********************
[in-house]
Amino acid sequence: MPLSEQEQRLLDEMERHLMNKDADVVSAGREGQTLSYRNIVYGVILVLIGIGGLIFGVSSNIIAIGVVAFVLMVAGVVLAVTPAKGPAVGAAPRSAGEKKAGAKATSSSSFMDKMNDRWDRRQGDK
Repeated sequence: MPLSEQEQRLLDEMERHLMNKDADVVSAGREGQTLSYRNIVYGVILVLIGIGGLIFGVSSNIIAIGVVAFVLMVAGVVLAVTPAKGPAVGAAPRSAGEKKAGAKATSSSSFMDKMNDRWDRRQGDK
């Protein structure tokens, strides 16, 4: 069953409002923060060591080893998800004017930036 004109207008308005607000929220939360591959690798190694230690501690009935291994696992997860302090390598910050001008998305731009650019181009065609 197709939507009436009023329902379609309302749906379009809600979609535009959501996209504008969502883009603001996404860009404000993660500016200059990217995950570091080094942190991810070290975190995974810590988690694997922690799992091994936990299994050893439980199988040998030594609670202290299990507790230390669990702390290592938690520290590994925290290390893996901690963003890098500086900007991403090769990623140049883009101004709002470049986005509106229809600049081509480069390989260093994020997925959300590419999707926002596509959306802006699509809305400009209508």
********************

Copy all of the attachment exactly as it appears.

[in-house]
Amino acid sequence: MPLSEQEQRLLDEMERHLMNKDADVVSAGREGQTLSYRNIVYGVILVLIGIGGLIFGVSSNIIAIGVVAFVLMVAGVVLAVTPAKGPAVGAAPRSAGEKKAGAKATSSSSFMDKMNDRWDRRQGDK
Repeated sequence: MPLSEQEQRLLDEMERHLMNKDADVVSAGREGQTLSYRNIVYGVILVLIGIGGLIFGVSSNIIAIGVVAFVLMVAGVVLAVTPAKGPAVGAAPRSAGEKKAGAKATSSSSFMDKMNDRWDRRQGDK
């Protein structure tokens, strides 16, 4: 069953409002923060060591080893998800004017930036 004109207008308005607000929220939360591959690798190694230690501690009935291994696992997860302090390598910050001008998305731009650019181009065609 197709939507009436009023329902379609309302749906379009809600979609535009959501996209504008969502883009603001996404860009404000993660500016200059990217995950570091080094942190991810070290975190995974810590988690694997922690799992091994936990299994050893439980199988040998030594609670202290299990507790230390669990702390290592938690520290590994925290290390893996901690963003890098500086900007991403090769990623140049883009101004709002470049986005509106229809600049081509480069390989260093994020997925959300590419999707926002596509959306802006699509809305400009209508």